Impaired expression of endometrial differentiation markers and complement regulatory proteins in patients with recurrent pregnancy loss associated with antiphospholipid syndrome

Institute of Reproductive and Developmental Biology, Imperial College London, Londinium, England, United Kingdom
Molecular Human Reproduction (Impact Factor: 3.75). 07/2006; 12(7):435-42. DOI: 10.1093/molehr/gal048
Source: PubMed


Antiphospholipid syndrome (APS), characterized by circulating antiphospholipid (aPL) antibodies, is a major cause of early pregnancy failure and placental insufficiency. In this study, we examined whether impaired endometrial differentiation before conception contributes to the high incidence of pregnancy complications in APS. Timed secretory endometrial biopsies were obtained from a cohort of women with recurrent pregnancy loss (RPL). Real-time quantitative (RTQ)-PCR was used to determine the expression levels of transcripts that encode for decidual markers, proinflammatory cytokines and complement regulatory proteins. Expression of decidual markers such as prolactin (PRL), tissue factor (TF) and signal transducer and activator of transcription 5 (Stat5), but not insulin-like growth factor-binding protein 1 (IGFBP-1), was significantly lower in samples obtained from aPL(+) patients (n = 24) when compared with aPL(-) group (n = 58) (P < 0.05). The abundance of transcripts encoding for interferon gamma (IFNgamma), tumour necrosis factor alpha (TNFalpha) or Stat1 did not differ significantly between both groups (P >/= 0.05). However, analysis of transcripts that encode for complement regulatory proteins showed a marked decrease in decay-accelerating factor (DAF/CD55) levels in aPL(+) patients (P = 0.005), which was mimicked at protein level as demonstrated by immunohistochemistry. In summary, patients with RPL have distinct endometrial gene expression profiles depending on the presence or absence of circulating aPL antibodies. In APS, impaired endometrial differentiation and lower DAF/CD55 expression before conception may compromise implantation and predispose to complement-mediated pregnancy failure.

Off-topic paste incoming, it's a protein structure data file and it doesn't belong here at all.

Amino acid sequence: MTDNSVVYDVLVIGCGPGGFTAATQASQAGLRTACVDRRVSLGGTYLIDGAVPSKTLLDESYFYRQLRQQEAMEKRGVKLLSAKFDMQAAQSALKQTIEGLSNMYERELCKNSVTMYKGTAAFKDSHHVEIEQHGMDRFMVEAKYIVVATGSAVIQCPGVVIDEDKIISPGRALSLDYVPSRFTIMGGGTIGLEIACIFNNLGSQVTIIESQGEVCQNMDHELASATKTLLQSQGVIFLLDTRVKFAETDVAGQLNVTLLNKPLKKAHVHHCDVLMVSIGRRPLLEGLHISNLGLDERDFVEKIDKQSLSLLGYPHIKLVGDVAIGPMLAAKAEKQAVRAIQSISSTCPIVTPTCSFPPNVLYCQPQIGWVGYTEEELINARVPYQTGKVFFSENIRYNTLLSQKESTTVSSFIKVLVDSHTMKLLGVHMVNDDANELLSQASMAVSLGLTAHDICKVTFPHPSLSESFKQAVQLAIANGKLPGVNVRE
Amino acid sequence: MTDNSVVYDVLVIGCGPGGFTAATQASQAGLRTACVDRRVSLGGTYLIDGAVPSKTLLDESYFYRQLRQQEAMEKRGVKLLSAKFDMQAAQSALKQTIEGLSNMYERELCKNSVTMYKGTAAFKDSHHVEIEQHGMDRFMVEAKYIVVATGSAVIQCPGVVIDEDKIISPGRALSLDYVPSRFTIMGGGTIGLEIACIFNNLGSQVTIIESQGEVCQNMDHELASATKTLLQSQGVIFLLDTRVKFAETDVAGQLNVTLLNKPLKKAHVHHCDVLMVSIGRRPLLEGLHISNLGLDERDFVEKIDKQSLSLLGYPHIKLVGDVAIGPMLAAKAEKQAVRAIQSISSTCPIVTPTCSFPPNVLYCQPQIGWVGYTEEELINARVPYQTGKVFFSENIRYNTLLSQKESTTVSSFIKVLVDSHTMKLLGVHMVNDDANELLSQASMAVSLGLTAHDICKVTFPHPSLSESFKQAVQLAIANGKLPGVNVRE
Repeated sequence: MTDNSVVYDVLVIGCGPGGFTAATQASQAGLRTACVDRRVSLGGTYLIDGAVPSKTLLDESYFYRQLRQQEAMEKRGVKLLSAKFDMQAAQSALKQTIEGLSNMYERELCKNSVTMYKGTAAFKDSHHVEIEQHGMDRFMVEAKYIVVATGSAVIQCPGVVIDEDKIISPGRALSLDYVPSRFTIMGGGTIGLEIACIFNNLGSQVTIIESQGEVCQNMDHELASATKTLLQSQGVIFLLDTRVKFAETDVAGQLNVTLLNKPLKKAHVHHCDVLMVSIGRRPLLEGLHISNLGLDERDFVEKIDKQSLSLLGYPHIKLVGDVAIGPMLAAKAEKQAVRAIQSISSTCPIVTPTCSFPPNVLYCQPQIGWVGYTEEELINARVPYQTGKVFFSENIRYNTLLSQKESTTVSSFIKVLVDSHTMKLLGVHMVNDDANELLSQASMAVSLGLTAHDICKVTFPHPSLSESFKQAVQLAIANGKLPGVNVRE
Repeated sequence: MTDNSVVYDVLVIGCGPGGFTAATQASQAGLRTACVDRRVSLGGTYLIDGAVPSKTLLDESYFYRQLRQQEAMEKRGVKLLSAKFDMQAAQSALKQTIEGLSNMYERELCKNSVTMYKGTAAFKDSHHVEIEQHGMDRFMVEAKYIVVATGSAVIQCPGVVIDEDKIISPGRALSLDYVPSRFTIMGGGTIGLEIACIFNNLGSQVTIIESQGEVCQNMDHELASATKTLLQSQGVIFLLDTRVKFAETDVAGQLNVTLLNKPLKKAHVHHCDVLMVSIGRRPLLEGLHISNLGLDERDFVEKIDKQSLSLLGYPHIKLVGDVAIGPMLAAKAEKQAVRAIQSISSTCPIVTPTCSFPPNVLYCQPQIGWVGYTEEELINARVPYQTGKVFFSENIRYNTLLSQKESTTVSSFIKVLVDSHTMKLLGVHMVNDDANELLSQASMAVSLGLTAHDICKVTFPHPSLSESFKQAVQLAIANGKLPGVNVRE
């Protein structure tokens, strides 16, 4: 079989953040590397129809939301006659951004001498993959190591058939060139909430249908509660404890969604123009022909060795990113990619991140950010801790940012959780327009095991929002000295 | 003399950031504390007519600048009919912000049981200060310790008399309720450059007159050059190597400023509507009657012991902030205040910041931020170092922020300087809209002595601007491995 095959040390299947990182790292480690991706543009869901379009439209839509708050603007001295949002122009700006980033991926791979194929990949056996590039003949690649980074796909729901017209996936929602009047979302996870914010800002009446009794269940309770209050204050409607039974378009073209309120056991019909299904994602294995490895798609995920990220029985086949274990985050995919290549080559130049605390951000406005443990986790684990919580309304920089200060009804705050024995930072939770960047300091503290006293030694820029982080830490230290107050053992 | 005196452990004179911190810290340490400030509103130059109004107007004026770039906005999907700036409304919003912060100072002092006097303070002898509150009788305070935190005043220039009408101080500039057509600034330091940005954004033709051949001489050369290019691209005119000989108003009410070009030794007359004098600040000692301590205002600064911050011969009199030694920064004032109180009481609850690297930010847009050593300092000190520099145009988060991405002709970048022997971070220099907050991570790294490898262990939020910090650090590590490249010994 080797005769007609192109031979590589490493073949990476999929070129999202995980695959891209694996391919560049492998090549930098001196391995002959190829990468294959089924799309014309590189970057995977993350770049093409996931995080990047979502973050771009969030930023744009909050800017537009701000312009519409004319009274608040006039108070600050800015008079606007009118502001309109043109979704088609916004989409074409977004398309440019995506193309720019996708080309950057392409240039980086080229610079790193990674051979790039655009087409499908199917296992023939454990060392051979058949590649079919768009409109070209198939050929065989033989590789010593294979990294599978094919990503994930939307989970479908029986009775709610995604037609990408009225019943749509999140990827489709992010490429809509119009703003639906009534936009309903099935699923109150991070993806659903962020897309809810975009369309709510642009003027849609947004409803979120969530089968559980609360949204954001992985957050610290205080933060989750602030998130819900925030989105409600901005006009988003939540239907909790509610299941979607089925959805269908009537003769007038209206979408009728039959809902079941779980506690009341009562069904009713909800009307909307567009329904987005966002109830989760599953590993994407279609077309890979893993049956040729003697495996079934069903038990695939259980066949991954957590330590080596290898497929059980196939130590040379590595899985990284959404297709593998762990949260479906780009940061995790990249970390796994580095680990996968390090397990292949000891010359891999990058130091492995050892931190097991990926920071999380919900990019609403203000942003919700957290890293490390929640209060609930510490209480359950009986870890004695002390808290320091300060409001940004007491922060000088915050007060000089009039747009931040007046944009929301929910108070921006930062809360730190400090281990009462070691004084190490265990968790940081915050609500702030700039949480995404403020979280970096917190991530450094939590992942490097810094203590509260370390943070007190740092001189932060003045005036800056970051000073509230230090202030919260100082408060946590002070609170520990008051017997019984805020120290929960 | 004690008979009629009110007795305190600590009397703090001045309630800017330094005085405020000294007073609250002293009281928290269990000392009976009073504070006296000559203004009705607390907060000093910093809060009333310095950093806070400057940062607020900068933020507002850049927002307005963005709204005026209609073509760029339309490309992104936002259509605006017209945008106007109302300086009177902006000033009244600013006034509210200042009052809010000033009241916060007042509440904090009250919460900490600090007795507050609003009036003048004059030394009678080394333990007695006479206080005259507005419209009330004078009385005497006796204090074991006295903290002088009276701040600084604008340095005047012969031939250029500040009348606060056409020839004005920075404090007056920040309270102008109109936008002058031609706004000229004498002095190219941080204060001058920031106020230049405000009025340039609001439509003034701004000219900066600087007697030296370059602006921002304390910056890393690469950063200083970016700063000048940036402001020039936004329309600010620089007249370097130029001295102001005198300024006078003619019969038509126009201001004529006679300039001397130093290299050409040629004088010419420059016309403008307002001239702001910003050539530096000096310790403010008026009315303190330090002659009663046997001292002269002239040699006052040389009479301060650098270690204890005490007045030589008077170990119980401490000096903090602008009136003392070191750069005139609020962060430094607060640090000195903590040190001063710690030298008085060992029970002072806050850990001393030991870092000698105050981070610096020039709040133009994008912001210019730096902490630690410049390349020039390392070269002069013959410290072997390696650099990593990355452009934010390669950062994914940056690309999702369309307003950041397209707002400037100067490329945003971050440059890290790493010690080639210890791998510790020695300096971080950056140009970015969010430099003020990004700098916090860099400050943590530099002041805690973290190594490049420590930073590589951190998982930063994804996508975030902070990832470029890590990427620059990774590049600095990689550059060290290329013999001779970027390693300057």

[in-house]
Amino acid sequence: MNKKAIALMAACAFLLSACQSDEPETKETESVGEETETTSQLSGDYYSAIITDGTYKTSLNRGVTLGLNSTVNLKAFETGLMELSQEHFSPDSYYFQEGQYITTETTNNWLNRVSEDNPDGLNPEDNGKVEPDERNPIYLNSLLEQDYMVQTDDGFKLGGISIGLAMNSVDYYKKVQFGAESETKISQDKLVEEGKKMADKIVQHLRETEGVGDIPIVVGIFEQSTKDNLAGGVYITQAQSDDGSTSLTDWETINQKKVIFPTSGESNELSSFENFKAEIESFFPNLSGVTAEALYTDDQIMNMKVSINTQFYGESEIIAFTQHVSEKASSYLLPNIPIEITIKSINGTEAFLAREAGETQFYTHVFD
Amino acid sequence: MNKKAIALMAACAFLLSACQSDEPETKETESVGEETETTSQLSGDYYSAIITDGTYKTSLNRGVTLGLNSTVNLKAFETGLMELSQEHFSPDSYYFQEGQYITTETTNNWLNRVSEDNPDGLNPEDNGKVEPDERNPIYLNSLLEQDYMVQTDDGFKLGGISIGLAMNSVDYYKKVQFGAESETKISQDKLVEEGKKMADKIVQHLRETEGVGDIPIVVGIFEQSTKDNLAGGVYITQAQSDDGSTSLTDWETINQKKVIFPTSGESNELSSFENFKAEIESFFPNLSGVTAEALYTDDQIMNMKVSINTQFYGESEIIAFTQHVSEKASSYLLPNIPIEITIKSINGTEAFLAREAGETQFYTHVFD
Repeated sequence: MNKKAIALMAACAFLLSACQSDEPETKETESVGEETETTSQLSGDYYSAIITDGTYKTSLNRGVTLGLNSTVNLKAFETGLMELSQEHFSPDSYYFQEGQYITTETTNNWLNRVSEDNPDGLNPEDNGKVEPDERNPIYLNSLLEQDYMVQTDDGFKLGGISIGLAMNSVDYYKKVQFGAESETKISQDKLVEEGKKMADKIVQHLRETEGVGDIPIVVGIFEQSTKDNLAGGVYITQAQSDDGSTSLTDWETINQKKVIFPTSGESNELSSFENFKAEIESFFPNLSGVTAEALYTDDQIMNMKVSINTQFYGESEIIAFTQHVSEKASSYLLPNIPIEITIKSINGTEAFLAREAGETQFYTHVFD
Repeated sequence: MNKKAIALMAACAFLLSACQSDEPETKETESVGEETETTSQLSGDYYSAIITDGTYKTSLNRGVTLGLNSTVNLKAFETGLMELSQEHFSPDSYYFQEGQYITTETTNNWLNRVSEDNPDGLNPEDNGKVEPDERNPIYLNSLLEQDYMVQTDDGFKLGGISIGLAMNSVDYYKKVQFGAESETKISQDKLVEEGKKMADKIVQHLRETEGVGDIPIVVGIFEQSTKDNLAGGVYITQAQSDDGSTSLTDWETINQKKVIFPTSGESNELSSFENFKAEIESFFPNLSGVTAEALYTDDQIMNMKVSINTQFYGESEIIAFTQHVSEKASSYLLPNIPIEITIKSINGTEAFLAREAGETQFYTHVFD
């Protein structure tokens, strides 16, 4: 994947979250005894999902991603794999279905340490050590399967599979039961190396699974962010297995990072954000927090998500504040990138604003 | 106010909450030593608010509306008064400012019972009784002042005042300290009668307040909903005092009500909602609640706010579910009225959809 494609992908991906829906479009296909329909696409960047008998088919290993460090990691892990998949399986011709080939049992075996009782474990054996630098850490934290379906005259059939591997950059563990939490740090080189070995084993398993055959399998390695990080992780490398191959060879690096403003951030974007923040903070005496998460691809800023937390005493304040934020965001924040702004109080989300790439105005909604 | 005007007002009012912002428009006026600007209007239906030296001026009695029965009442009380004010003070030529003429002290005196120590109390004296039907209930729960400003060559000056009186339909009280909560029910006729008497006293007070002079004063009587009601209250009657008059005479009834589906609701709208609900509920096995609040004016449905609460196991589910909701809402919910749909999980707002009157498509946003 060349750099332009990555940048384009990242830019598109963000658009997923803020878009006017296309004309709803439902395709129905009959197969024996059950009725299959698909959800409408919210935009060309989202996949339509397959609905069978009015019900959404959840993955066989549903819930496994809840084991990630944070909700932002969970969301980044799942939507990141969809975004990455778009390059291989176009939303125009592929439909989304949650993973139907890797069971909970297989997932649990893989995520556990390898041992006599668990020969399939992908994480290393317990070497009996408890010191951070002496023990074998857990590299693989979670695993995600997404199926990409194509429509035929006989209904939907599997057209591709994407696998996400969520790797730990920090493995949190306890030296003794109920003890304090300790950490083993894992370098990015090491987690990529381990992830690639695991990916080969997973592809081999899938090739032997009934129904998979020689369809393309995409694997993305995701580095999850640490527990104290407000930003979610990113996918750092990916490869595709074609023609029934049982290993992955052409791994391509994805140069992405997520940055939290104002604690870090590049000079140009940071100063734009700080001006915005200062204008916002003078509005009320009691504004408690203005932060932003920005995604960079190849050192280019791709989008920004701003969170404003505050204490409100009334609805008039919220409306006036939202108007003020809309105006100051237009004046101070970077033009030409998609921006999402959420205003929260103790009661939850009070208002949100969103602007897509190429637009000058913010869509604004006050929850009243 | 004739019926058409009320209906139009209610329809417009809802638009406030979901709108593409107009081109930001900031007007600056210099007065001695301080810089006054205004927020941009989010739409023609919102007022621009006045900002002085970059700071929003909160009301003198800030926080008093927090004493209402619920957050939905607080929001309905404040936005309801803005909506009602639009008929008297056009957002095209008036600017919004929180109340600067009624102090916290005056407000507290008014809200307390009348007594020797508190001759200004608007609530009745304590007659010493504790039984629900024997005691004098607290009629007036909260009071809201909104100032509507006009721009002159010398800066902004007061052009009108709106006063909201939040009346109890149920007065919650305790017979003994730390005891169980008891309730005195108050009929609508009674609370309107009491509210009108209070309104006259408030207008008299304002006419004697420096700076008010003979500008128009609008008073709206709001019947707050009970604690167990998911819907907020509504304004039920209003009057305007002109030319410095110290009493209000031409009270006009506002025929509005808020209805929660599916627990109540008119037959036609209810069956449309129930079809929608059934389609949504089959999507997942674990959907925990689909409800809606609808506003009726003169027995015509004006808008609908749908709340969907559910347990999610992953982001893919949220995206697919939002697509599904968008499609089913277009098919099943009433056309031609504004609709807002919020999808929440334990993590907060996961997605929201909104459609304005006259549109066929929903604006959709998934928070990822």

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Available from: Lesley Regan, Jan 07, 2014
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    • "Trophoblastic cells seem not the only cell type affected by aPL. Impaired endometrial differentiation in decidual phenotype as well as endometrial angiogenesis inhibition by aPL has also been advocated [58]. Laboratory findings on endometrial cells were different from those found on other cell types. "
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    ABSTRACT: Antiphospholipid syndrome (APS) is an acquired thrombophilia with clinical manifestations associated with the presence of antiphospholipid antibodies (aPL) in patient plasma. Obstetrical APS is a complex entity that may affect both mother and fetus throughout the entire pregnancy with high morbidity. Clinical complications are as various as recurrent fetal losses, stillbirth, intrauterine growth restriction (IUGR), and preeclampsia. Pathogenesis of aPL targets trophoblastic cells directly, mainly via proapoptotic, proinflammatory mechanisms, and uncontrolled immunomodulatory responses. Actual first-line treatment is limited to low-dose aspirin (LDA) and low-molecular weight heparin (LMWH) and still failed in 30% of the cases. APS pregnancies should be a major field in obstetrical research, and new therapeutics are still in progress.
    Clinical and Developmental Immunology 07/2013; 2013(8):159124. DOI:10.1155/2013/159124 · 2.93 Impact Factor